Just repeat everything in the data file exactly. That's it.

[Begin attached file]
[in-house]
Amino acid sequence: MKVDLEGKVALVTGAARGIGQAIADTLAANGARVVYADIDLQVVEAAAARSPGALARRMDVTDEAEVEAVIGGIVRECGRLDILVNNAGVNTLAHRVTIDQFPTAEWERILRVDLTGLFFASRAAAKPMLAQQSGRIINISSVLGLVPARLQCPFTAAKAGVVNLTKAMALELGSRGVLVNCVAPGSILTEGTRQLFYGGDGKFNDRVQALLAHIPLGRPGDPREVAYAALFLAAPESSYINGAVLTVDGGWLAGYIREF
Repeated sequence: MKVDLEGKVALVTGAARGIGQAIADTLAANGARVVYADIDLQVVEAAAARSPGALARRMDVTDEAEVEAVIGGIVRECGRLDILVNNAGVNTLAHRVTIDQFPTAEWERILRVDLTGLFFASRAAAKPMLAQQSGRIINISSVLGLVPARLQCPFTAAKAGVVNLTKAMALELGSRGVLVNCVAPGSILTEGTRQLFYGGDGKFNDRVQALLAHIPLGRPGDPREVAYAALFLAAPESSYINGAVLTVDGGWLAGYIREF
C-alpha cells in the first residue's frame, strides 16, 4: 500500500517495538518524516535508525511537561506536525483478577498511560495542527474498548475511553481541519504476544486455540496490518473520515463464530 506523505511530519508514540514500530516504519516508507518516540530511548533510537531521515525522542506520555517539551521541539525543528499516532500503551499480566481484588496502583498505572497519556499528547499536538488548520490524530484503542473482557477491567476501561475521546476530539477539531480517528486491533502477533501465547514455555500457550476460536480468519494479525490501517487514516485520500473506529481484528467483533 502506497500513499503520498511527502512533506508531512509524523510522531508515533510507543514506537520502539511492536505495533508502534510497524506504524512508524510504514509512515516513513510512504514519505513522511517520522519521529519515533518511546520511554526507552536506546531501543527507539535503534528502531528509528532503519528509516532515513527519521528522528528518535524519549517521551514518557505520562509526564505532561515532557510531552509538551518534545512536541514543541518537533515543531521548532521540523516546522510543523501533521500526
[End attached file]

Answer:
[in-house]
Amino acid sequence: MKVDLEGKVALVTGAARGIGQAIADTLAANGARVVYADIDLQVVEAAAARSPGALARRMDVTDEAEVEAVIGGIVRECGRLDILVNNAGVNTLAHRVTIDQFPTAEWERILRVDLTGLFFASRAAAKPMLAQQSGRIINISSVLGLVPARLQCPFTAAKAGVVNLTKAMALELGSRGVLVNCVAPGSILTEGTRQLFYGGDGKFNDRVQALLAHIPLGRPGDPREVAYAALFLAAPESSYINGAVLTVDGGWLAGYIREF
Repeated sequence: MKVDLEGKVALVTGAARGIGQAIADTLAANGARVVYADIDLQVVEAAAARSPGALARRMDVTDEAEVEAVIGGIVRECGRLDILVNNAGVNTLAHRVTIDQFPTAEWERILRVDLTGLFFASRAAAKPMLAQQSGRIINISSVLGLVPARLQCPFTAAKAGVVNLTKAMALELGSRGVLVNCVAPGSILTEGTRQLFYGGDGKFNDRVQALLAHIPLGRPGDPREVAYAALFLAAPESSYINGAVLTVDGGWLAGYIREF
C-alpha cells in the first residue's frame, strides 16, 4: 500500500517495538518524516535508525511537561506536525483478577498511560495542527474498548475511553481541519504476544486455540496490518473520515463464530 506523505511530519508514540514500530516504519516508507518516540530511548533510537531521515525522542506520555517539551521541539525543528499516532500503551499480566481484588496502583498505572497519556499528547499536538488548520490524530484503542473482557477491567476501561475521546476530539477539531480517528486491533502477533501465547514455555500457550476460536480468519494479525490501517487514516485520500473506529481484528467483533 502506497500513499503520498511527502512533506508531512509524523510522531508515533510507543514506537520502539511492536505495533508502534510497524506504524512508524510504514509512515516513513510512504514519505513522511517520522519521529519515533518511546520511554526507552536506546531501543527507539535503534528502531528509528532503519528509516532515513527519521528522528528518535524519549517521551514518557505520562509526564505532561515532557510531552509538551518534545512536541514543541518537533515543531521548532521540523516546522510543523501533521500526